TOPEKA, Kansas –
Bill McGregor may soon be a household name. The father of five and microphysicist believes he has found the long sought after cure for AIDS. What’s more, he claims it is very simple and has little to do with science.
“It’s been staring us in the face, all this time, and somehow all the greatest minds of our generation have missed it,” McGregor told a gathering of AIDS specialists. “It comes down to basic common sense. In fact, I got the idea from my newborn daughter.”
The AIDS virus came to medical attention in 1981, spreading mainly among homosexuals, but soon became an epidemic. It spread globally, leading to a particularly huge number of casualties on the African continent. Scientists and doctors have spent the three decades since trying to find a cure for it, as well as a vaccine, with little success. Only recently has treatment made it possible for victims to live with the disease.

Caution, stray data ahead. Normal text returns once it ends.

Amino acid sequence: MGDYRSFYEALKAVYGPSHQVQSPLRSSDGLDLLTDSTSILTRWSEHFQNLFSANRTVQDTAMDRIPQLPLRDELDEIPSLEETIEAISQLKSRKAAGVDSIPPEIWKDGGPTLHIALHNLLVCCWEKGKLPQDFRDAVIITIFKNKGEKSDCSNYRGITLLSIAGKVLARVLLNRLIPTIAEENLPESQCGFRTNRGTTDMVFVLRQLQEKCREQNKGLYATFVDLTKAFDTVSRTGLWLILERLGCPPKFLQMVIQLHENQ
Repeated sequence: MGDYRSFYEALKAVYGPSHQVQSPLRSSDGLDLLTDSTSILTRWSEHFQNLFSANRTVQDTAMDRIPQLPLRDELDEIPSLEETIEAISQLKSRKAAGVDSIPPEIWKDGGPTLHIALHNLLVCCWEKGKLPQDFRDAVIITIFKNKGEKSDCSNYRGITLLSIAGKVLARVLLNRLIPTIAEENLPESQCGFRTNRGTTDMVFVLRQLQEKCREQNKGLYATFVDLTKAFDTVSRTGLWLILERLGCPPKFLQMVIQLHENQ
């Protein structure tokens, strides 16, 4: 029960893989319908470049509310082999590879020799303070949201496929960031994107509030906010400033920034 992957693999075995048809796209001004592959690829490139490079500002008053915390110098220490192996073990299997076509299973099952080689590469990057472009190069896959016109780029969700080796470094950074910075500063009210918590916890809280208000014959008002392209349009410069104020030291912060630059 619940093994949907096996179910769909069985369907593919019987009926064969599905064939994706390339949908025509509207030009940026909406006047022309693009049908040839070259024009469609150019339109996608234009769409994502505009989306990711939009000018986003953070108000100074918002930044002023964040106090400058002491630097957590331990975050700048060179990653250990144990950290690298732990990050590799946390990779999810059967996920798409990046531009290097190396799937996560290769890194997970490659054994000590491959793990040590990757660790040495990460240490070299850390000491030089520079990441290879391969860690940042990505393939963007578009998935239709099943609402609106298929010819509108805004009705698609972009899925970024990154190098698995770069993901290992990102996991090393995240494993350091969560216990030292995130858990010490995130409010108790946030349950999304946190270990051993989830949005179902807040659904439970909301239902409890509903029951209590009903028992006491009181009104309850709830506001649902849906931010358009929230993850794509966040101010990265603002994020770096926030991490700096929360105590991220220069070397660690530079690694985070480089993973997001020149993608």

It is in this context that McGregor’s discovery is seen. If proven effective, it will bring relief to hundreds of millions of patients, both now and in the future.
“What it comes down to, is infecting the patient with another, more deadly virus, or inflicting immense physical damage on them,” McGregor told his colleagues. “Once they have contracted, for example, Ebola, they are no longer at risk of dying from AIDS. It’s really quite remarkable.”
His inspiration came, he explained, when he accidentally threw his newborn child against a wall.
“We were really worried about Amy at the time, because she was born with a heart defect. Doctors told us she could live a relatively long life, but would have to have regular surgery and blood transfusions. After the accident, the doctors gave her ten hours to live, and we realized her heart problems were over. Since then I’ve been urging other parents of defective children to do the same, and it didn’t take long for me to theorize that the same treatment would work effectively against AIDS.”
McGregor has been hailed as a genius, and is expected to win a Nobel Prize for his contributions to medical science.